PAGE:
NEW YORK, 23 September 2013 - Today, the World Bank Group, UNICEF, the U.S. Agency for International Development (USAID) and the Government of Norway announced a collective total of USD $1.15 billion in funding over the next three years to accelerate progress toward the Millennium Development Goals (MDGs) 4 and 5, and to ensure essential services and medicines reach women and children who need them in developing countries with the highest burdens of maternal and child deaths.
With only 829 days until the MDG deadline of December 31, 2015, the $1.15 billion announced today will provide commodities and services that position countries to be able to help save 3 million lives, according to estimates by the Office of the UN Special Envoy for Financing the Health MDGs.
These commitments represent one of the largest infusions of funds for maternal and child health from global donors since the MDGs were established in 2000, and signal the global community’s determination to support countries in achieving the goals.
“This week’s unprecedented $1.15 billion funding fills a substantial portion of the financing gap for child and maternal health," said Ray Chambers, UN Special Envoy for Financing the Health MDGs and for Malaria. “While we look forward to additional resources being mobilized, the focus now must fully be at country-level, where the coordinated timing and use of funds with country leadership will ensure that their collective impact is felt by the children and women most in need.”
These funds will help ensure that quality medicines and supplies are readily available in countries and will support innovative delivery of services through results-based financing. These investments will help save newborns from severe infections, protect young children from the risks of diarrhea, pneumonia and malaria, and help women space the births of their children and avoid deaths from post-partum hemorrhage and eclampsia. Moreover, they will target those mothers and children with the greatest needs, typically found in the lowest 40% of the income distribution.
The funding from these four development partners will work in a complementary and coordinated way to target a set of high-burden countries, in support of each country’s own child and maternal health plan. The resources from the United States, UNICEF, and Norway will largely be used to strengthen existing supply systems, and provide a needed injection of life-saving commodities, to ensure they reach the communities that need them. The resources from the World Bank Group will help countries transform their health service delivery for women and children by explicitly tying payments to health service providers to the successful delivery and independent verification of pre-agreed results.
The additional funding will build on substantial success already achieved in both the child and maternal health goals, with both child and maternal deaths having fallen to approximately half of the 1990 figures.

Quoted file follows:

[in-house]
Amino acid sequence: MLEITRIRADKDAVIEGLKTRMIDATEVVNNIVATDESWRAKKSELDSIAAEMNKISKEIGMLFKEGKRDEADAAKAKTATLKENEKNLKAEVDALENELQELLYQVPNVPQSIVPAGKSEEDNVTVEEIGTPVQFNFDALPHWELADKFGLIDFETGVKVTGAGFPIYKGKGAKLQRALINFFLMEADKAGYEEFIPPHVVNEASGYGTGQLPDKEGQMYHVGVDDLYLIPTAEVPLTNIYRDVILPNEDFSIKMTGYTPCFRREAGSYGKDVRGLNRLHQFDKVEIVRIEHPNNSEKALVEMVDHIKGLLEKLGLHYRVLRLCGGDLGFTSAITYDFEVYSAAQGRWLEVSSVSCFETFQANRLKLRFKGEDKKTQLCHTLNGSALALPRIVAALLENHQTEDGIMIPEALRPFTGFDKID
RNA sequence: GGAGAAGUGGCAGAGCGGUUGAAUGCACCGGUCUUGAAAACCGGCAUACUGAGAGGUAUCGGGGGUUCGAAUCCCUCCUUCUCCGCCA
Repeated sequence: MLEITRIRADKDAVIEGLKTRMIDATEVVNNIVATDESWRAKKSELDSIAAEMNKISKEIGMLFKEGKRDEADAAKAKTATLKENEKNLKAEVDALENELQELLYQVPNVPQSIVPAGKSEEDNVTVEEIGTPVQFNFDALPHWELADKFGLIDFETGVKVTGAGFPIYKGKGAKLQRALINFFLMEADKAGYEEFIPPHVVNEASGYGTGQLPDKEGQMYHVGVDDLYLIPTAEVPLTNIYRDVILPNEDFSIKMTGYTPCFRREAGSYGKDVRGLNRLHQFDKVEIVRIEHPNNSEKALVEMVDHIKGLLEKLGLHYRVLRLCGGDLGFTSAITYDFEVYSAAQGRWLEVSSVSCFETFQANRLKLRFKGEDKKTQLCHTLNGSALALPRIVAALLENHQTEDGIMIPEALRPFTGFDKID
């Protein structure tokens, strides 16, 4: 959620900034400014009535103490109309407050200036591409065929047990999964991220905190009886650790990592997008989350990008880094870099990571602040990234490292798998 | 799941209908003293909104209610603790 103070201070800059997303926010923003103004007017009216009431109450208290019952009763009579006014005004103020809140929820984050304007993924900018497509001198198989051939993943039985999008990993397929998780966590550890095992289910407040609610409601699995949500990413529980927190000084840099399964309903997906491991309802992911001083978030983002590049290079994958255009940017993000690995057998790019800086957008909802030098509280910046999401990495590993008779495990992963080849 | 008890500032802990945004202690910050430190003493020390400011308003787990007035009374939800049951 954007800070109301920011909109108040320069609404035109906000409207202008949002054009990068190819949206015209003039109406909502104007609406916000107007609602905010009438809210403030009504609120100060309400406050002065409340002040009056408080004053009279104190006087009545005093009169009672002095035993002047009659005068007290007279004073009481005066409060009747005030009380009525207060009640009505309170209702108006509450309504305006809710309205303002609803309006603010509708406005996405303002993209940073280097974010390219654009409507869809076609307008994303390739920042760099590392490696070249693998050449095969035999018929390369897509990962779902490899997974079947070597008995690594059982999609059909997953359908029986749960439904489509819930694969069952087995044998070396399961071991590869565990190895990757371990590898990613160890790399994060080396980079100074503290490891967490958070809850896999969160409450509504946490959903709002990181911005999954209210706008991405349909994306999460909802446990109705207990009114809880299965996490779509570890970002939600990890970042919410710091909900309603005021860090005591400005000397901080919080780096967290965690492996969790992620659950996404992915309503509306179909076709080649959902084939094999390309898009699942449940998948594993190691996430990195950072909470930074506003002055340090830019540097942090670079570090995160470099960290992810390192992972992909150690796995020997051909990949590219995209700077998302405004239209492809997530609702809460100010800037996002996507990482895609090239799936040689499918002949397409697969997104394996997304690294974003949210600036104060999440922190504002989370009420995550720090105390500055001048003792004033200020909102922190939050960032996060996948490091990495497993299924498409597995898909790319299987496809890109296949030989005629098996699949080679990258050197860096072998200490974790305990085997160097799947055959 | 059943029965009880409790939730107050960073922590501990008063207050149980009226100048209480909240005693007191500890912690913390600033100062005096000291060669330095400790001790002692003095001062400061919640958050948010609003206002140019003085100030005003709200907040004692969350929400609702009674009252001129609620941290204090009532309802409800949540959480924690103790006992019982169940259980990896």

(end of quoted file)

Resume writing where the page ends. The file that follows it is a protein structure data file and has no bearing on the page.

As the global community gathers in New York City this week for the annual United Nations General Assembly, we would like to use this commitment to underscore our collective and individual resolve to keep our promise to the world’s children and mothers by supporting countries to achieve the MDGs, and laying a sustainable foundation for a world free of preventable child and maternal mortality beyond 2015. We call on others to join us in this once-in-a-generation effort.
Details of the funding commitments are:
The World Bank Group will invest USD$700 Million in new funding through December 2015 from the International Development Association (IDA), the Bank’s fund for the poorest countries, for results-based financing to improve reproductive, maternal and child health. This new funding will enable national scale-ups of successful pilot projects that have been made possible with support from the Health Results Innovation Trust Fund (HRITF) and IDA.
UNICEF will allocate USD $300 Million in 2014 and 2015 of expected private donations to intensify efforts to reach MDG 4 and sustain long-term progress toward child survival and development.
• UNICEF will allocate USD $300 Million in 2014 and 2015 of expected private donations to intensify efforts to reach MDG 4 and sustain long-term progress toward child survival and development.
USAID will, over the next three years, allocate $75 Million of its resources to strengthen systems to deliver life-saving services and ensure access to essential commodities.
The Government of Norway will contribute $75 Million over three years to finance both life-saving commodities, and their related delivery costs, as part of a newly formed “Reproductive, Newborn, and Maternal Health Trust Fund.”
United States contributions to global health